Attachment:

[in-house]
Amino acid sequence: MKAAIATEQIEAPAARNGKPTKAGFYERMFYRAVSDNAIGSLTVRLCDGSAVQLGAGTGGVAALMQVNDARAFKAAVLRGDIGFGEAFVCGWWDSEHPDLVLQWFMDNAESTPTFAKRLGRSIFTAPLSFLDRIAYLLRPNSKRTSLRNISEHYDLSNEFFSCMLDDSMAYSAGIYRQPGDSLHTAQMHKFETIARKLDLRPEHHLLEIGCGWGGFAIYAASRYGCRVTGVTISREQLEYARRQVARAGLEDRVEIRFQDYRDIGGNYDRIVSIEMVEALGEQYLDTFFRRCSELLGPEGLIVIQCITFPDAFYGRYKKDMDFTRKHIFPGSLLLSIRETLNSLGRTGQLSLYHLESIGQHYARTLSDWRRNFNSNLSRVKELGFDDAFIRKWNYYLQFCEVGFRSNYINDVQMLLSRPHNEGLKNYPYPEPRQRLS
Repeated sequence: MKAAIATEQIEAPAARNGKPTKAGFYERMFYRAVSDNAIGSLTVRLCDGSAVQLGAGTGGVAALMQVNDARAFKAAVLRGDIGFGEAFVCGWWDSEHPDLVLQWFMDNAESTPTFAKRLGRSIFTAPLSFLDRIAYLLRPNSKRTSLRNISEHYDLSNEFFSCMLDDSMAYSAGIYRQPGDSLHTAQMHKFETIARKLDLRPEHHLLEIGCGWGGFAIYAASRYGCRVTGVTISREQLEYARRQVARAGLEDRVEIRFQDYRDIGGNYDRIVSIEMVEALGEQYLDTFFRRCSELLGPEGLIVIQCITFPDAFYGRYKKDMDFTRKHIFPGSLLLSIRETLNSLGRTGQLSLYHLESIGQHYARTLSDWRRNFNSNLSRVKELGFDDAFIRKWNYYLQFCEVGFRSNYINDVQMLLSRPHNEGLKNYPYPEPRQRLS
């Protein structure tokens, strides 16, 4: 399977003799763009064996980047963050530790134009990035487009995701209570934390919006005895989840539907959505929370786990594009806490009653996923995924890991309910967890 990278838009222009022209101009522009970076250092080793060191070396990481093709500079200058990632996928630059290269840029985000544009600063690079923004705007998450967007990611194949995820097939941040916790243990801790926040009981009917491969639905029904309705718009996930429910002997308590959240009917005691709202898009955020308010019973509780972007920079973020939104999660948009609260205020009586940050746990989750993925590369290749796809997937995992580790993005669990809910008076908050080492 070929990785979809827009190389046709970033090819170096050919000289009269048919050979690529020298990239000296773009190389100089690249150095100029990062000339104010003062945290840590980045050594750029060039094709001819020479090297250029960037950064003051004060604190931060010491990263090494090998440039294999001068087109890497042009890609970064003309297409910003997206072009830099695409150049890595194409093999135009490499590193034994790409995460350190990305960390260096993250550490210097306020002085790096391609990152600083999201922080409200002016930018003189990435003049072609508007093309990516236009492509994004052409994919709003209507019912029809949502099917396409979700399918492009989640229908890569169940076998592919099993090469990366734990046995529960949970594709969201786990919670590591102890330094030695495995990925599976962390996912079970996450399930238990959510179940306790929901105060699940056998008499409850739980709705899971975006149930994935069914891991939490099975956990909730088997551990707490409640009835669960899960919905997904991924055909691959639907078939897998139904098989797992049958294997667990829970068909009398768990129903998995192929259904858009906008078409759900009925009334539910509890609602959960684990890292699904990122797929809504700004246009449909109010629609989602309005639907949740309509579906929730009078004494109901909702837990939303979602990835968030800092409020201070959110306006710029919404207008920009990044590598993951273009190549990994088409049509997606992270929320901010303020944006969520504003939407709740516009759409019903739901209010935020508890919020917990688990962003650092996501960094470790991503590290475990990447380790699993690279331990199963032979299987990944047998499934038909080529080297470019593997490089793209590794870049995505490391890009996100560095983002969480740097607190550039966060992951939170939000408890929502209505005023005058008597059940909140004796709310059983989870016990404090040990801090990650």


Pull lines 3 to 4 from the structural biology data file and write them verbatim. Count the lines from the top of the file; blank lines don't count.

Repeated sequence: MKAAIATEQIEAPAARNGKPTKAGFYERMFYRAVSDNAIGSLTVRLCDGSAVQLGAGTGGVAALMQVNDARAFKAAVLRGDIGFGEAFVCGWWDSEHPDLVLQWFMDNAESTPTFAKRLGRSIFTAPLSFLDRIAYLLRPNSKRTSLRNISEHYDLSNEFFSCMLDDSMAYSAGIYRQPGDSLHTAQMHKFETIARKLDLRPEHHLLEIGCGWGGFAIYAASRYGCRVTGVTISREQLEYARRQVARAGLEDRVEIRFQDYRDIGGNYDRIVSIEMVEALGEQYLDTFFRRCSELLGPEGLIVIQCITFPDAFYGRYKKDMDFTRKHIFPGSLLLSIRETLNSLGRTGQLSLYHLESIGQHYARTLSDWRRNFNSNLSRVKELGFDDAFIRKWNYYLQFCEVGFRSNYINDVQMLLSRPHNEGLKNYPYPEPRQRLS
């Protein structure tokens, strides 16, 4: 399977003799763009064996980047963050530790134009990035487009995701209570934390919006005895989840539907959505929370786990594009806490009653996923995924890991309910967890 990278838009222009022209101009522009970076250092080793060191070396990481093709500079200058990632996928630059290269840029985000544009600063690079923004705007998450967007990611194949995820097939941040916790243990801790926040009981009917491969639905029904309705718009996930429910002997308590959240009917005691709202898009955020308010019973509780972007920079973020939104999660948009609260205020009586940050746990989750993925590369290749796809997937995992580790993005669990809910008076908050080492 070929990785979809827009190389046709970033090819170096050919000289009269048919050979690529020298990239000296773009190389100089690249150095100029990062000339104010003062945290840590980045050594750029060039094709001819020479090297250029960037950064003051004060604190931060010491990263090494090998440039294999001068087109890497042009890609970064003309297409910003997206072009830099695409150049890595194409093999135009490499590193034994790409995460350190990305960390260096993250550490210097306020002085790096391609990152600083999201922080409200002016930018003189990435003049072609508007093309990516236009492509994004052409994919709003209507019912029809949502099917396409979700399918492009989640229908890569169940076998592919099993090469990366734990046995529960949970594709969201786990919670590591102890330094030695495995990925599976962390996912079970996450399930238990959510179940306790929901105060699940056998008499409850739980709705899971975006149930994935069914891991939490099975956990909730088997551990707490409640009835669960899960919905997904991924055909691959639907078939897998139904098989797992049958294997667990829970068909009398768990129903998995192929259904858009906008078409759900009925009334539910509890609602959960684990890292699904990122797929809504700004246009449909109010629609989602309005639907949740309509579906929730009078004494109901909702837990939303979602990835968030800092409020201070959110306006710029919404207008920009990044590598993951273009190549990994088409049509997606992270929320901010303020944006969520504003939407709740516009759409019903739901209010935020508890919020917990688990962003650092996501960094470790991503590290475990990447380790699993690279331990199963032979299987990944047998499934038909080529080297470019593997490089793209590794870049995505490391890009996100560095983002969480740097607190550039966060992951939170939000408890929502209505005023005058008597059940909140004796709310059983989870016990404090040990801090990650």